Candidates from all major B.C. political parties have said that they support ending the province’s “worker security verification” system, which usually includes criminal-record checks and other probing into the lives of people who want to work at legal cannabis stores.
No such security verification or background checks are conducted for those who want to work in liquor stores.
The candidates’ comments came during a virtual October 19 candidate forum, which the Association of Canadian Cannabis Retailers (ACCRES) organized.
Brittny Anderson, the BC NDP candidate in Nelson–Creston, Scott Bernstein, the BC Green Party candidate in Vancouver–Kingsway, and Rishi Sharma, the BC Liberal Party candidate in Saanich South, all agreed that the requirements to work in a cannabis store should not be more burdensome than the requirements to work in a liquor store.
Prospective employees for either a government-run or a private liquor store must pass the four-hour Serving It Right course, and pay a $35 fee.
The B.C. government recently devised a similar course for anyone who wants to work in a legal cannabis store in the province. Dubbed Selling It Right, the course is also $35.
The additional obstacle for those who want to work in a legal cannabis store in B.C. is that they must pay a $100 fee, and undergo a worker security verification check, which can take months.
(Image: The BC NDP candidate in Nelson–Creston is Brittny Anderson | ACCRES candidate forum)
Elements of the screening could include a fingerprint-based criminal-record check, as well as a check of intelligence databases by law enforcement agencies, a check of records in the justice information system of the Ministry of Attorney General among other probing.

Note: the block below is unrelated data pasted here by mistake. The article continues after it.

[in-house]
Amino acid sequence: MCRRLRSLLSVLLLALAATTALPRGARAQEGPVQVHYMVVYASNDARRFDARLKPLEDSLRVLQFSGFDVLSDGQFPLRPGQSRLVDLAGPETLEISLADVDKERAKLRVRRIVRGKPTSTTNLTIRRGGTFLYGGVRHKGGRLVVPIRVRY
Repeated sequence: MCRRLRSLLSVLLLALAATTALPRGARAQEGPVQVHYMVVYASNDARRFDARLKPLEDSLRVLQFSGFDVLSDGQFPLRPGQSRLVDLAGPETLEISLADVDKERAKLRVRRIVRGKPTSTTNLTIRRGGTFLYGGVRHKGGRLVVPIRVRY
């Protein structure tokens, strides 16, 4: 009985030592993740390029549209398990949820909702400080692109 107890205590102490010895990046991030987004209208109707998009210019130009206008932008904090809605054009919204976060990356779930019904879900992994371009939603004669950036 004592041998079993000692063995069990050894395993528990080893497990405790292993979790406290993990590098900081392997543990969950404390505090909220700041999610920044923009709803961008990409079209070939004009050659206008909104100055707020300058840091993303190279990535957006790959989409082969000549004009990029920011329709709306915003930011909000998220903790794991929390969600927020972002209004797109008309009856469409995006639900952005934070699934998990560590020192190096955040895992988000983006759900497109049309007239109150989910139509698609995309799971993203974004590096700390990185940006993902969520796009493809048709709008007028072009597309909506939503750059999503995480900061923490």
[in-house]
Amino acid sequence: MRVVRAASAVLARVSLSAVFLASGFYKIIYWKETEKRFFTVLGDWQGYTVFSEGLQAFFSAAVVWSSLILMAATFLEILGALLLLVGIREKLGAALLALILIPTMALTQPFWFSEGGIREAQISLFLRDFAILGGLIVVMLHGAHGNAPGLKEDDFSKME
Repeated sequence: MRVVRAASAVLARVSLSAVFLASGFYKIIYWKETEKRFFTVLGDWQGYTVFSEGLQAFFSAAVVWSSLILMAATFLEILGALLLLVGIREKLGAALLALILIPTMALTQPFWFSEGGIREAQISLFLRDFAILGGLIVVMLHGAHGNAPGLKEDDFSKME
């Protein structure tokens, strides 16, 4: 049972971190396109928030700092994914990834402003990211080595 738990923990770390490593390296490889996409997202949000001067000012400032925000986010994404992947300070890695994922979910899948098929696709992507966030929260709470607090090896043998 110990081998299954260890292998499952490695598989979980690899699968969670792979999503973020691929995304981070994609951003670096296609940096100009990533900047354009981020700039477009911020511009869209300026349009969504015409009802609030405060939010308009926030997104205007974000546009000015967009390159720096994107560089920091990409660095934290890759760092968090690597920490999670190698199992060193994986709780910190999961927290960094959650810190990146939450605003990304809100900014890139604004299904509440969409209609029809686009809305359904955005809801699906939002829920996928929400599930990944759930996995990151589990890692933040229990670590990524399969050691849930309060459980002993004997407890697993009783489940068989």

The verification test must be redone every five years, with the same $100 fee being applied.
Many retailers cover the cost of the security verification check and the course fees. The verification, however, can be an unduly long delay for some people who need employment and have found willing employers, but are unable to work because the background checks have not been completed.
“The lengthy background checks, I don’t personally think that they are necessary to work in a dispensary,” Anderson said. “We know that the regulations already are so tight – the product is so controlled at every step of the way – that it makes no sense to me that you would have to have criminal record checks that are so lengthy, particularly in the cannabis sector, when, you know, that’s not required in a bar or a liquor store.”
Bernstein similarly said he opposed requiring cannabis retail workers to undergo the background checks.
(Image: Scott Bernstein is the BC Green Party candidate in Vancouver–Kingsway | ACCRES candidate forum)
“I absolutely think background checks are a burden in an industry where people have been criminalized for many, many years, and so a lot of people have criminal records.”
Sharma said that he wanted to make changes to the regulations sooner than later.
“Obviously, we will be on the same path – the same regulations as the liquor distribution of alcohol,” he said. “So why not make those changes now? Why fight? It’s going to happen anyways. So, let’s just do it. It should be a fair playing field.”
(Image: Rishi Sharma is the BC Liberals candidate in Saanich South | ACCRES candidate forum)
Separate criminal record checks are done on anyone applying for a provincial licence to operate a cannabis store. There are also federal criminal record checks that Health Canada requires for people who want to get involved in the legal business of growing and producing cannabis products.
Mike McKee, who is a principal in JAK Group, which owns Muse Cannabis, told BIV earlier this year that the verification checks caused some delays in 2019, but that, more recently, applicants to his stores often already have their security verification.